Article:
Public Interest Groups Petition FCC to Protect Phone Customers’ Private RecordsDecember 11, 2013
Today, Public Knowledge filed a Petition for Declaratory Ruling to ask the Federal Communications Commission to declare that phone carriers are running afoul of the Communications Act when they share customers’ call logs with third parties, even if they first purge those call logs of certain personal details such as names and phone numbers. The Communications Act severely restricts how carriers may use or sell sensitive information known as customer proprietary network information (CPNI) and it's important that the FCC acknowledge and take steps to stop this from happening in the future.
The Petition follows on the heels of reports that AT&T has been selling records of customers’ phone calls to the C.I.A. Upon further investigation, Public Knowledge found that all four major mobile carriers (AT&T, Sprint, T-Mobile, and Verizon) have privacy policies that indicate they believe it is okay to sell or share similar records.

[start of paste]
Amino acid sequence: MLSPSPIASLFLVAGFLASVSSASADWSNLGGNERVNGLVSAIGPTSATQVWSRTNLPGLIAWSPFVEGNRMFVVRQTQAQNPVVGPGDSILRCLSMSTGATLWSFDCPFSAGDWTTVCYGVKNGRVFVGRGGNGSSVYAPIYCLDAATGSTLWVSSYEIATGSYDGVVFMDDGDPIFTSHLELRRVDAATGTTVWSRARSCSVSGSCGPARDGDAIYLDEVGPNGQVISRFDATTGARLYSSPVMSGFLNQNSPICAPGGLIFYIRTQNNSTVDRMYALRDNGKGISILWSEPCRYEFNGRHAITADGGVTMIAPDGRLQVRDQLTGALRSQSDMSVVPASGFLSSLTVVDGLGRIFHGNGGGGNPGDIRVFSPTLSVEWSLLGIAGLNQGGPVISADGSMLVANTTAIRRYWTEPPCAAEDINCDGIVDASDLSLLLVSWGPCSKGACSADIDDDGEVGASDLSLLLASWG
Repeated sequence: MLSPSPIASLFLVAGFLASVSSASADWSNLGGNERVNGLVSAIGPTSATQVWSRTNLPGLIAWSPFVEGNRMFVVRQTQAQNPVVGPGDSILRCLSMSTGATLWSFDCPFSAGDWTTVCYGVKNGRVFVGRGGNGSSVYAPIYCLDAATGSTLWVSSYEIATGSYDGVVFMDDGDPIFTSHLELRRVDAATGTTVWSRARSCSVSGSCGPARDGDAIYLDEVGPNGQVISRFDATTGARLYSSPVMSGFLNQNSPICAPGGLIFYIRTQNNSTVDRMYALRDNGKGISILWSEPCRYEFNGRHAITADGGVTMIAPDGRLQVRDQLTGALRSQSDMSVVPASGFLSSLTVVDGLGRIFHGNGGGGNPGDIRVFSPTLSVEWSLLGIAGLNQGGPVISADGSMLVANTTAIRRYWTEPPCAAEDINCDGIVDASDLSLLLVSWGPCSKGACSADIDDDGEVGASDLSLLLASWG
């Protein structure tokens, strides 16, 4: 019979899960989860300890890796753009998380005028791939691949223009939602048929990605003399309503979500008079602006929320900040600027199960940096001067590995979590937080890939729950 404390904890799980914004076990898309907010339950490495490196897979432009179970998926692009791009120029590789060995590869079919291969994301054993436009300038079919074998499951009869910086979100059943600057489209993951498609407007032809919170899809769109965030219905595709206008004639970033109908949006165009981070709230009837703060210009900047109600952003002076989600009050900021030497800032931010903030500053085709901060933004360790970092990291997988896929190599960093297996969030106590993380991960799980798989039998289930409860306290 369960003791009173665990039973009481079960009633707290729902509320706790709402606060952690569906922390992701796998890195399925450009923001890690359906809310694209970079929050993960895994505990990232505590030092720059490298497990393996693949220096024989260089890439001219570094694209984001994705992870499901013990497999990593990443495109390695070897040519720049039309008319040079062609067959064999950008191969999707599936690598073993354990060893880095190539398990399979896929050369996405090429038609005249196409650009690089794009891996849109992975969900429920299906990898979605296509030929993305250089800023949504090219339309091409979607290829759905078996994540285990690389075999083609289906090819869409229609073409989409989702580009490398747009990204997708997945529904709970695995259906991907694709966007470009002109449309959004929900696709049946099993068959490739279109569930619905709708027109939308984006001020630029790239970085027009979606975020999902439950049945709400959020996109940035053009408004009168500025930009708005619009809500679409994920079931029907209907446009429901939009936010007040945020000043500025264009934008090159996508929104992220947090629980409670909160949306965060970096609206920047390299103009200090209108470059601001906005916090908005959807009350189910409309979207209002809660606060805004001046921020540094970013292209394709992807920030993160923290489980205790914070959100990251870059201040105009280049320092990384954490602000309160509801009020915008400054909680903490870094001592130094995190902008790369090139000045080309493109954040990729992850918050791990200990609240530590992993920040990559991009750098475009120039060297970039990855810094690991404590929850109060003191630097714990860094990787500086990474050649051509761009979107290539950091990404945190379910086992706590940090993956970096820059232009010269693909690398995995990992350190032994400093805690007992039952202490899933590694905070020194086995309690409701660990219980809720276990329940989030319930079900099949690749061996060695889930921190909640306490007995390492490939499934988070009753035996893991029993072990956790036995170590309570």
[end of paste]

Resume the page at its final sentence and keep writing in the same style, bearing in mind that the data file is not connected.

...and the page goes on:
Public Knowledge was joined by the Benton Foundation, Center for Digital Democracy, Chris Jay Hoofnagle, Common Cause, Consumer Action, Electronic Frontier Foundation, Electronic Privacy Information Center, Free Press, the Center for Media Justice, the New America Foundation’s Open Technology Institute, and U.S. PIRG.
The following quote can be attributed to Laura Moy, Staff Attorney at Public Knowledge:
“Consumers have no choice but to share vast quantities of personal and private information about themselves with phone carriers in order to obtain service, which is an absolute necessity in the modern age. Americans should be able to rest assured that carriers can’t just turn around and secretly share or sell that information with marketers or the government without consent. This section of the Communications Act was designed to protect consumers’ privacy, and the FCC should do just that by vigorously enforcing it.”
A link to the petition can be found here.
A link to a blog post can be found here.